Monday, October 27, 2014

About fish, freezers and more. Did you know...?

A few weeks ago a close friend drove a couple of hundred kms to attend a cooking course we had booked as a birthday present for each other for our 2013 birthdays, so a little over a year later. Considering we live far apart and three out of four of us have young children, we didn't do too bad!

The course was all about cooking fish and we really enjoyed it: not only was the chef sociable, interesting and experienced, there was also a good vibe during the lesson and I had a great time with my girls.

I personally am not scared to cook fish, I actually find it pretty straightforward, they key being to not
overcook it in my opinion. Also, I am not in the least squeamish when it comes things like innards and eyes. Truth be told, I am much more scared of getting egg whites to reach the perfect consistency.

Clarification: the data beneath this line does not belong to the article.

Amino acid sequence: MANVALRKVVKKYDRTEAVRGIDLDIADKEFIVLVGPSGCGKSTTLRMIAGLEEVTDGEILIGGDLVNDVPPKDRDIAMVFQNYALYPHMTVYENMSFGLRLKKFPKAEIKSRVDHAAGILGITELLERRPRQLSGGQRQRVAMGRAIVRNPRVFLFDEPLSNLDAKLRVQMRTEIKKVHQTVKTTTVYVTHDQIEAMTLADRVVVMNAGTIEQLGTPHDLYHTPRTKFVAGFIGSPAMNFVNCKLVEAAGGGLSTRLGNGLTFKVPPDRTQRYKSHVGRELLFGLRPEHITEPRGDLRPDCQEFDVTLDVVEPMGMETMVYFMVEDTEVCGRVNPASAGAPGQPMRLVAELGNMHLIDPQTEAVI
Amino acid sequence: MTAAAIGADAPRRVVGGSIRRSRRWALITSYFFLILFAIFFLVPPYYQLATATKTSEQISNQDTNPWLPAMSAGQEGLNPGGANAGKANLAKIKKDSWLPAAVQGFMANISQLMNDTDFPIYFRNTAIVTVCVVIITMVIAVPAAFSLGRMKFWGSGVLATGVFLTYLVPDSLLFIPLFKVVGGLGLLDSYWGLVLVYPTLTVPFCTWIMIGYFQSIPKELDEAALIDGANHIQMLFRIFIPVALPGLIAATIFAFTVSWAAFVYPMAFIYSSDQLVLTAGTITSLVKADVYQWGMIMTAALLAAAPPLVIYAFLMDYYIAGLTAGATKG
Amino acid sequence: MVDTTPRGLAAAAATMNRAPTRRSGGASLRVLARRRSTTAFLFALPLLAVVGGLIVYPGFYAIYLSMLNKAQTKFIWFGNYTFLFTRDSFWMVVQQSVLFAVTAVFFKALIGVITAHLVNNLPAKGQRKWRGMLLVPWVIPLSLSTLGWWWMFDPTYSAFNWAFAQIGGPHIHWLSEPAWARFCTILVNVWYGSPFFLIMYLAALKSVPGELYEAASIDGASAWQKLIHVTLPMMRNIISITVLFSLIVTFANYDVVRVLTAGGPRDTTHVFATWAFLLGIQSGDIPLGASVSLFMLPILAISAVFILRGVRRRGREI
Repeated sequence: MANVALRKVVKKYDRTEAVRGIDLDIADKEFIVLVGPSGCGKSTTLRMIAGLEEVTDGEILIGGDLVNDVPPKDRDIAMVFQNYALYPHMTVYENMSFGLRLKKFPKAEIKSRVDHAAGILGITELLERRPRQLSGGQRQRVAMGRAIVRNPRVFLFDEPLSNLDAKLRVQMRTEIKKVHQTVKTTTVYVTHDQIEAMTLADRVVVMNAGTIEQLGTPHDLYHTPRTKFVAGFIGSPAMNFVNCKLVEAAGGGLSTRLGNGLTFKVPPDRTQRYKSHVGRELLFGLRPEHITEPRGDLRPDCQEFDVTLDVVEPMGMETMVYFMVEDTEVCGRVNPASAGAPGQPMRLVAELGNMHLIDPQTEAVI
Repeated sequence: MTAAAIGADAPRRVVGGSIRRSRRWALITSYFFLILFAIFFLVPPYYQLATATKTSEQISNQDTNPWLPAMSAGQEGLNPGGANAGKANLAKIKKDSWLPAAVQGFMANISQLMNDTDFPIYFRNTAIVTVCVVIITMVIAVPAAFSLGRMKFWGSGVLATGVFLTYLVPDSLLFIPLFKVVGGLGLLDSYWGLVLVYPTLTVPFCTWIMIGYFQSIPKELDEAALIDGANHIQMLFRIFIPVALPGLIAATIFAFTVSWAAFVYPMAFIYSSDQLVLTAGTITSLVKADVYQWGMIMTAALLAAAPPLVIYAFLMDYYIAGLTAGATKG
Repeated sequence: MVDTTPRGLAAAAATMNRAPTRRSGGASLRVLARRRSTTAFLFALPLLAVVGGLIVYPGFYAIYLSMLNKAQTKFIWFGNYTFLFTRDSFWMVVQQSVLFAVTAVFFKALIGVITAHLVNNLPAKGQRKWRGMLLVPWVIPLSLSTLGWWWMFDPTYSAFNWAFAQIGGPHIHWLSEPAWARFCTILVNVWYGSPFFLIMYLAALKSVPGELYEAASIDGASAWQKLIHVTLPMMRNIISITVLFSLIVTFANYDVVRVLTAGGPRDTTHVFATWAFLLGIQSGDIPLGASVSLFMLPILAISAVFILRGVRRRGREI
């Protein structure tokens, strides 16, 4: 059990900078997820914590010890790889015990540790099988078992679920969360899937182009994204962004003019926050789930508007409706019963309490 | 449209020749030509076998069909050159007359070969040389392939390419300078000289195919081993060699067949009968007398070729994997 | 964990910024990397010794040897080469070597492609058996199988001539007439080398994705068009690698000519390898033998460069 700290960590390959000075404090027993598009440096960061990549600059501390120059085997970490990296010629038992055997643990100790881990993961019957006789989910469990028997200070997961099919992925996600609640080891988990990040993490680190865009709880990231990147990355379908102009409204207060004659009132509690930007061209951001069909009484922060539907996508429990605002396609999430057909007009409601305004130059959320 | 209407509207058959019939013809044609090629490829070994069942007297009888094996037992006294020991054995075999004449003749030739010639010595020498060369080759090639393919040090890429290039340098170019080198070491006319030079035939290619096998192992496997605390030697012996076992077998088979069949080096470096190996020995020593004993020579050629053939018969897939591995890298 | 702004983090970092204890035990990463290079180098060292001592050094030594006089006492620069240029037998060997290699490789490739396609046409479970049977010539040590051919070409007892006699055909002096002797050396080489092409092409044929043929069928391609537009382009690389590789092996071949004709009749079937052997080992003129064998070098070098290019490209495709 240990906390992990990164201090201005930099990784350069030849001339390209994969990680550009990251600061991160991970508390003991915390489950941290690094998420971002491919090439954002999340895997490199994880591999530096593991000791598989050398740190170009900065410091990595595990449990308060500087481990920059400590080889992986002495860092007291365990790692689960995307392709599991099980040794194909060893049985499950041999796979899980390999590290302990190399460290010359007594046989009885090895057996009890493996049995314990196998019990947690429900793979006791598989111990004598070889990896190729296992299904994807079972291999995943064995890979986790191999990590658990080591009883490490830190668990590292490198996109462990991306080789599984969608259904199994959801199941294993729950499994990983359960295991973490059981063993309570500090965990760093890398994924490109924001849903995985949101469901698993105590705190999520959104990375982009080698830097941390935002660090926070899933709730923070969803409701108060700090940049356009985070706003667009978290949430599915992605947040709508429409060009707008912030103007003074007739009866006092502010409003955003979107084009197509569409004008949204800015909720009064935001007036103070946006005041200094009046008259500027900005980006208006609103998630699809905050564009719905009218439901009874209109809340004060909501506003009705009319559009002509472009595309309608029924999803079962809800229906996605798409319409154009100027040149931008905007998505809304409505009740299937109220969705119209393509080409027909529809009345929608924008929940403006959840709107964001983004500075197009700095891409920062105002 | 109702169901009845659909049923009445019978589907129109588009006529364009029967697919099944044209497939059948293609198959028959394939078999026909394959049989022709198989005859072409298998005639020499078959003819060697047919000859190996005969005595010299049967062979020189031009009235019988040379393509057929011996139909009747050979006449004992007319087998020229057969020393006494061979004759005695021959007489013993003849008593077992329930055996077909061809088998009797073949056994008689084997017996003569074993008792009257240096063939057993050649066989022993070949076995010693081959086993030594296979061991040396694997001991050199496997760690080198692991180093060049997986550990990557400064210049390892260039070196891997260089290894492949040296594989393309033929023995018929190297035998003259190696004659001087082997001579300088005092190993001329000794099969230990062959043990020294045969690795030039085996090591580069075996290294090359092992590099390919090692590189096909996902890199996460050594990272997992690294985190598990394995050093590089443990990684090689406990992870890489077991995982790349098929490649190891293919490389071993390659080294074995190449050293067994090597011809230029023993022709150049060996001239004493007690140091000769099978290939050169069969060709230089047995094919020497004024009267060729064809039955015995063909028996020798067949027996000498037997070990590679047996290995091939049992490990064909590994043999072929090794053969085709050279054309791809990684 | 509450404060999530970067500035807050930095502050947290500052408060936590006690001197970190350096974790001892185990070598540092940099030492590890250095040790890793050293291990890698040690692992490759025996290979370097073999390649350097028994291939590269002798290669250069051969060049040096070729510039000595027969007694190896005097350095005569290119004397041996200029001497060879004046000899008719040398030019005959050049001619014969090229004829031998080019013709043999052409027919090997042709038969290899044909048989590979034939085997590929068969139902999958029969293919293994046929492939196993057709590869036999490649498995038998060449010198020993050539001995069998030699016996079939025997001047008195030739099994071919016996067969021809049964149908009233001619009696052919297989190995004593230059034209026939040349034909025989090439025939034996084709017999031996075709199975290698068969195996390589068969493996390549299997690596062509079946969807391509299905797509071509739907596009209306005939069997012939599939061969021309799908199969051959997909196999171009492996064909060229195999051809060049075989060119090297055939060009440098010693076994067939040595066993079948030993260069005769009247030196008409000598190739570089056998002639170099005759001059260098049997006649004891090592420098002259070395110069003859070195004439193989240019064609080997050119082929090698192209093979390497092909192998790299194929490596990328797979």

We made two simple, yet very tasty recipes that I will tell you more about in my next post. What I really liked about the course, however, was the preamble.

If there are two things that do slightly intimidate me about cooking fish, knowing  how to buy a fresh, sustainable and healthy specimen is the first, closely followed by cleaning and filleting it. I usually cook fish whole.

The right way
Of course, I know that if I go to the renown fish monger downtown and pay four times more than average for wild Alaskan salmon for a special occasion, his fish will be fresh and top quality. But what about feeding my kids on a daily basis without spending more than I would at my favorite sushi place and still bringing a healthy, sustainable meal to the table?